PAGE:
But while all the parts of us are trying to help in their own way, they’re not working co-operatively with each other and, crucially, they’re not functioning under the guidance of our wise, adult self. Instead, they are the ones, more often than not, who are assuming executive control as they remain stuck in survival mode.
It’s the hypervigilant ‘fight’ parts I tend to meet first in therapy. For example, as a young girl there was little Jo (not her real name) could do to stand up to her domineering father, on whom she was entirely dependent after her mother’s death.
Now, in sessions with me — a context that inevitably evokes vulnerability or dependency fears — her fight part will alternately rage at me or refuse to talk to me, so vehemently is it protecting Jo’s vulnerable child part.
When a part of you is still carrying unresolved pain from the past, sooner or later it will make this known and try to get your attention — by flooding you with anxiety or self-doubt or fear or anger; or even physical symptoms, such as headaches, or a persistent pain in your heart that has no biological cause.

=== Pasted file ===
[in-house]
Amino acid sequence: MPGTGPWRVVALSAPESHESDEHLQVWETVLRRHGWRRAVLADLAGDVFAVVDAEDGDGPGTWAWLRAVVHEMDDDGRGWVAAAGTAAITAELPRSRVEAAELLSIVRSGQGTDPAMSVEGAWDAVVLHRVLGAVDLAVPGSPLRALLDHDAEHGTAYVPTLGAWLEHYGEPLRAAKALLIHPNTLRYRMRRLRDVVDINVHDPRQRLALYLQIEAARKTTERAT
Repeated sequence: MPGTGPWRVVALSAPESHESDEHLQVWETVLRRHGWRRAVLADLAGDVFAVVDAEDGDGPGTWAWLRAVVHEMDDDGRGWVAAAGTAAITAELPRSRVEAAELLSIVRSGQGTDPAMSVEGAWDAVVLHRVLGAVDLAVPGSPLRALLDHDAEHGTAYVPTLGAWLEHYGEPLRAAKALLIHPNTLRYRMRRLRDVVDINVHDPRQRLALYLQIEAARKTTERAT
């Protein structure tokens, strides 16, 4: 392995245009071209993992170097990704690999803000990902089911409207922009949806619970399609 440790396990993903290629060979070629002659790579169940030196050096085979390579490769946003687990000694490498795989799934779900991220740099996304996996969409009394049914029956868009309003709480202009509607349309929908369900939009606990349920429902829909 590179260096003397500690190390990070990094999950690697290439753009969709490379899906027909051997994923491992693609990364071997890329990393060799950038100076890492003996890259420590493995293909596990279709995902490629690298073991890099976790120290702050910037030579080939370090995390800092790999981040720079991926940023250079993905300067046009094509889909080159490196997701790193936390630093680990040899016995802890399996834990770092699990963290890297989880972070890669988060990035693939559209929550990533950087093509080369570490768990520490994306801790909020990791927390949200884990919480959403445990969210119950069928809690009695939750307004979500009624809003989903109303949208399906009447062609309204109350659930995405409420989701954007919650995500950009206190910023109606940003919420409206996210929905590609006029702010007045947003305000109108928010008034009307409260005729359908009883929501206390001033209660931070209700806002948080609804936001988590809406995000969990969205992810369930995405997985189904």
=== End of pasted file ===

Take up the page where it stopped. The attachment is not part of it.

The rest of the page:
But how else might you recognise when you are being hijacked by a younger part or if you have some kind of inner conflict between parts?
Well, maybe you have long been highly competent in your job and then you suddenly find yourself feeling completely incapable and having panic attacks — it could signal that a younger part of you stuck in the ‘flight’ response has been triggered somehow and is overwhelming the adult part of you.
Or maybe you could drive but now no longer can — possibly a child part of you is in the driving seat, so to speak, and of course children cannot drive.